Our Certified Healthy Gut Practitioner & Microbiome Clinician Brownyn Quinn talks GORD & Gut Health.
There are many different types of gut issues that are ‘common’. This doesn’t mean they are ‘normal’ or just something you should put up with, or part of getting older, or other things you may have been told.
One of the most common conditions we see impacting the upper digestive tract is Gastro-Oesophageal Reflux Disease (GORD or GERD) – in other words reflux, which can present in a variety of different ways. For many this is the feeling of their stomach acid coming back up into their chest and throat and burning all the way! Usually after a meal. It can also present as a feeling of regurgitation, a chronic cough, bad breath, sore throat, post-nasal drip and constantly having to ‘hemm’ to clear mucus from the throat, chronic laryngitis or dental erosions.
GORD is categorised into two types, the first being where the stomach acid is causing damage to the mucosa; or the type where the symptoms are the same but there is no mucosal damage – called NERD (Non-Erosive Reflux Disease). In the case of GORD, ongoing damage can result in ulcers, scarring and narrowing of the oesophagus, or cellular changes leading to a potentially pre-cancerous condition called Barrett’s Oesophagus.
In both cases, there may be a variety of causative factors and there are also some stand-out risk factors as well. These include:
Lower oesophageal sphincter incompetence. This is the transient relaxation of the sphincter and the resulting decrease in pressure, allowing for the backward flow of stomach contents. This can be the result of certain medications, smoking, alcohol, fatty meals, consistent overeating. Addressing these risk factors can bring considerable relief.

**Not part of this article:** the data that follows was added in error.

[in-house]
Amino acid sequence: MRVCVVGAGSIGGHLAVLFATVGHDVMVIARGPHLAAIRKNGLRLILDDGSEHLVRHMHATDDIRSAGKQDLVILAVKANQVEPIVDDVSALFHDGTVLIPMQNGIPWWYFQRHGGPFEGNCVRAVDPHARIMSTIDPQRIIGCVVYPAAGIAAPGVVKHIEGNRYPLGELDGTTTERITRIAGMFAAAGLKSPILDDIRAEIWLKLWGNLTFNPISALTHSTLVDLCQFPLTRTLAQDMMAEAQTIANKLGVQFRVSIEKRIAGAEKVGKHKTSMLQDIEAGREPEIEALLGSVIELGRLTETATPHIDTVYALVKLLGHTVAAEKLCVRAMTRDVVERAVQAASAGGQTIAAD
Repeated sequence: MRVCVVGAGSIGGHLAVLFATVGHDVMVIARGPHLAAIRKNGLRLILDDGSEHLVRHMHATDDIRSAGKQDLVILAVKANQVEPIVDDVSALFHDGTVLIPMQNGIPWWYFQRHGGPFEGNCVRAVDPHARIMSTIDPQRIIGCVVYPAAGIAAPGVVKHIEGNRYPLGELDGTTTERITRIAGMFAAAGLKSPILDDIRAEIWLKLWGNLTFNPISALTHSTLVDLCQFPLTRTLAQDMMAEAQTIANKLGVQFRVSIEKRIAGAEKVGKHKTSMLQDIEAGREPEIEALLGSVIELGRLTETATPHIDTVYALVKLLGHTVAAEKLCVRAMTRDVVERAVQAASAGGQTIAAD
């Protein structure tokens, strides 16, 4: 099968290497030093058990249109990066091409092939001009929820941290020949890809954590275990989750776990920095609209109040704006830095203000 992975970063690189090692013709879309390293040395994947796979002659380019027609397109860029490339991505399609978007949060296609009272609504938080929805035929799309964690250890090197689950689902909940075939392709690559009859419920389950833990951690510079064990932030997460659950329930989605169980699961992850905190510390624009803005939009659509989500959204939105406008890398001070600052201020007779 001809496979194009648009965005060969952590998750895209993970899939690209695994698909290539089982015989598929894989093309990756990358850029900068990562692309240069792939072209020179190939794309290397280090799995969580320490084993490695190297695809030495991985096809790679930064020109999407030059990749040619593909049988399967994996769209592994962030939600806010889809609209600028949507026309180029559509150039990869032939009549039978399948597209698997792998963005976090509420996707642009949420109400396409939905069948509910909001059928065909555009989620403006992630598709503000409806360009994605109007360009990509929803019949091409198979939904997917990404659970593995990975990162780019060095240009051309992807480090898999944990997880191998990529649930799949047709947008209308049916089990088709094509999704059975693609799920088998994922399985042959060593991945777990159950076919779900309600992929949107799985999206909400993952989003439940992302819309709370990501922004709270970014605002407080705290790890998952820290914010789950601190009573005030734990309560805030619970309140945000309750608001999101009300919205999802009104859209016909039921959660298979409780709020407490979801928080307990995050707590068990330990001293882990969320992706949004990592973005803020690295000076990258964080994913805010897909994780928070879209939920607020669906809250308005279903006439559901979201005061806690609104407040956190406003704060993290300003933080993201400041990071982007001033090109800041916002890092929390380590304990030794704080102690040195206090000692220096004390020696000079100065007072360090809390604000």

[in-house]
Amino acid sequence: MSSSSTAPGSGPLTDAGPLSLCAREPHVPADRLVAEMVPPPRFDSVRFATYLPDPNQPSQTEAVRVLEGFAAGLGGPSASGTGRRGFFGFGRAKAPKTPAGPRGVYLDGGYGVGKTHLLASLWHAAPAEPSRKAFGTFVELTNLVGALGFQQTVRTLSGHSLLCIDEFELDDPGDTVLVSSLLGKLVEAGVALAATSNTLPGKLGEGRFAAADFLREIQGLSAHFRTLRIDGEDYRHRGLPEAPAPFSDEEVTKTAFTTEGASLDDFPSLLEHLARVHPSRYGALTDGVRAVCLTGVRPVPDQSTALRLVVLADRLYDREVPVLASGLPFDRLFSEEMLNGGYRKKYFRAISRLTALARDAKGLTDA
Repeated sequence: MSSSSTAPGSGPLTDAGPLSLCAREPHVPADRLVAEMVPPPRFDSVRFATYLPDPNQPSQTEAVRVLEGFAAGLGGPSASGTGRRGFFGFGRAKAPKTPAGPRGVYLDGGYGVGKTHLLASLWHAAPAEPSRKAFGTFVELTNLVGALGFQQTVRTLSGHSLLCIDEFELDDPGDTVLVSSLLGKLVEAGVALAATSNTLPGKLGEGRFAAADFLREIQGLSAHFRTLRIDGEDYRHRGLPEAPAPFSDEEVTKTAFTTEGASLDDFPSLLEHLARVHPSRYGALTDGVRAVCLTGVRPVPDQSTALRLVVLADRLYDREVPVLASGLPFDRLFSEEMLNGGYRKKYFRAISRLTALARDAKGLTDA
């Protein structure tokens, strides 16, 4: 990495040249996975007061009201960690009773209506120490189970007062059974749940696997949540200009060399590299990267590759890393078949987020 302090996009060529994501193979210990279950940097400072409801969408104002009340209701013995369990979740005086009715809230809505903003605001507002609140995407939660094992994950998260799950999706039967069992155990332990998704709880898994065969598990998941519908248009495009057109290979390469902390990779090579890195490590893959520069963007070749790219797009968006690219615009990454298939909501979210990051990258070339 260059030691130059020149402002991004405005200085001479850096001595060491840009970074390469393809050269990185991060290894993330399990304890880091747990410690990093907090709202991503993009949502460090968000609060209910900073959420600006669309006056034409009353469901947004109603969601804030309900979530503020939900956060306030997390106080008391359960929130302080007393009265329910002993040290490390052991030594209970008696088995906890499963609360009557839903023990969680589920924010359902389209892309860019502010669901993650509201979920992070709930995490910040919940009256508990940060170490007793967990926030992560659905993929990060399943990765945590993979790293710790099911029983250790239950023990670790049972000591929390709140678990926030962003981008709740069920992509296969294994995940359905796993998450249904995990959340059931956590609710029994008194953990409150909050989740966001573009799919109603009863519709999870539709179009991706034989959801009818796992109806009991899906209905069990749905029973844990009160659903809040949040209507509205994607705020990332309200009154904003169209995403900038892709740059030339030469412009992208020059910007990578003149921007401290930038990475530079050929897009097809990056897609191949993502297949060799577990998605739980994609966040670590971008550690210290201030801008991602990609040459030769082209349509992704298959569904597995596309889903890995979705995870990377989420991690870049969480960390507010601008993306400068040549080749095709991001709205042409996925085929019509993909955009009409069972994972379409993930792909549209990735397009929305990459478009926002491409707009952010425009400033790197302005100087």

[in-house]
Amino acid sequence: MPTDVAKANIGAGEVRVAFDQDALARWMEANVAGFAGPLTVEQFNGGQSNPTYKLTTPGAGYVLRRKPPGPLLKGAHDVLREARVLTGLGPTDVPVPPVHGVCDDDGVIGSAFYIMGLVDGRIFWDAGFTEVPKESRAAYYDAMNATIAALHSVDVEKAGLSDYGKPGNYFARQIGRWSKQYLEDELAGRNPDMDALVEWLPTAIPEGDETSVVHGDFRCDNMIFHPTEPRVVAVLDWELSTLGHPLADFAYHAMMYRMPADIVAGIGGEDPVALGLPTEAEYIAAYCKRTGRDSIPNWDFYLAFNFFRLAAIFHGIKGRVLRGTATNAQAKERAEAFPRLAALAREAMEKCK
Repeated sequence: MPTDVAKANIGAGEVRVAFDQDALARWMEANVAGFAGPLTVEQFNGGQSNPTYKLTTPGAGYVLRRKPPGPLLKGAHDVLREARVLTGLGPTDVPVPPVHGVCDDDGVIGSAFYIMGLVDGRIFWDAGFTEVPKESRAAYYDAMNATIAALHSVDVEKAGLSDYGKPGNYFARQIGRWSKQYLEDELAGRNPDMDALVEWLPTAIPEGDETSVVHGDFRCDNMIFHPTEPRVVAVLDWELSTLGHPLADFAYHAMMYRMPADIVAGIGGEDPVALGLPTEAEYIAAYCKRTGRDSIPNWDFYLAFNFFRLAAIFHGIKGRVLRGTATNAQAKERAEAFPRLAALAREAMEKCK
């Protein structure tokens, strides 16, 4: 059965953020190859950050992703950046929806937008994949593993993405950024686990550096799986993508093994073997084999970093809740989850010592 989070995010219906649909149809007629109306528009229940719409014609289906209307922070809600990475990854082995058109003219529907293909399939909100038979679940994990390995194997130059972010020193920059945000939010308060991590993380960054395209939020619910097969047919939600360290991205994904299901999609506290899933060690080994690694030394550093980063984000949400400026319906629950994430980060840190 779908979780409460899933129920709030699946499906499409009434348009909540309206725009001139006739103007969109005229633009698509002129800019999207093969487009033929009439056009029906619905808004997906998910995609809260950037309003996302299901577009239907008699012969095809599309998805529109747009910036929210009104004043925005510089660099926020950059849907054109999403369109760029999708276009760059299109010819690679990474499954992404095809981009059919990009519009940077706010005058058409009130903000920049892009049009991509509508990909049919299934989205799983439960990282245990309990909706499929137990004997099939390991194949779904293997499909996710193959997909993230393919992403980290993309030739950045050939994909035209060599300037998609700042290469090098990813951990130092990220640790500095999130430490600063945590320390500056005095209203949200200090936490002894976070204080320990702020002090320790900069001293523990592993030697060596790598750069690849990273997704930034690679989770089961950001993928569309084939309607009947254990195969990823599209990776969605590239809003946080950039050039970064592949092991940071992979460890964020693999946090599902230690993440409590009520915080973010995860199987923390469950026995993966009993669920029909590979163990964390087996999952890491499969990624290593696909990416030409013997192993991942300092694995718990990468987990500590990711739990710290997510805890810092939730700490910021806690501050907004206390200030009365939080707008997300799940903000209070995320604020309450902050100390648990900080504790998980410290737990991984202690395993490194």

Delayed gastric emptying – another big culprit here is alcohol which we know slows gastric emptying as well as impairing oesophageal motility. Avoiding fatty foods can also help, as can specific probiotic strains that have been shown to speed gastric emptying and reduce regurgitation.
Impaired saliva flow can also play a role as saliva helps to alkalise the oesophagus. Chewing food thoroughly can really help here, as can chewing some gum 30 minutes after meals and before bed to stimulate saliva flow. Some of our beautiful liquid herbs can also work amazingly well to stimulate this bodily function.
Along with removing or minimising as many of these risk factors as possible, treatment focuses on relieving symptoms with soothing demulcent herbs, whilst identifying other potential drivers such as Small Intestinal Bacterial Overgrowth (SIBO), Coeliac disease and so on.
Decreasing oesophageal inflammation and promoting healing of the mucosa is also paramount, and herbal teas can be invaluable here as a gentle herbal medicine option that exposes the tissues directly to healing herbs. We recommend looking at herbal teas that include:
Ensuring the diet is high in antioxidants is also key to decreasing inflammation and helping to heal damaged mucosa, so much so that an individual’s levels of oxidative stress dictate the levels of mucosal damage that are able to occur. So, lots of different coloured fruits and vegetables are a must!
There is so much that can be done to address this uncomfortable and potentially damaging condition, not least of which is getting to the root cause of what is going on and addressing this whilst concurrently soothing and minimising symptoms. Book your appointment today to start to fix your gut health.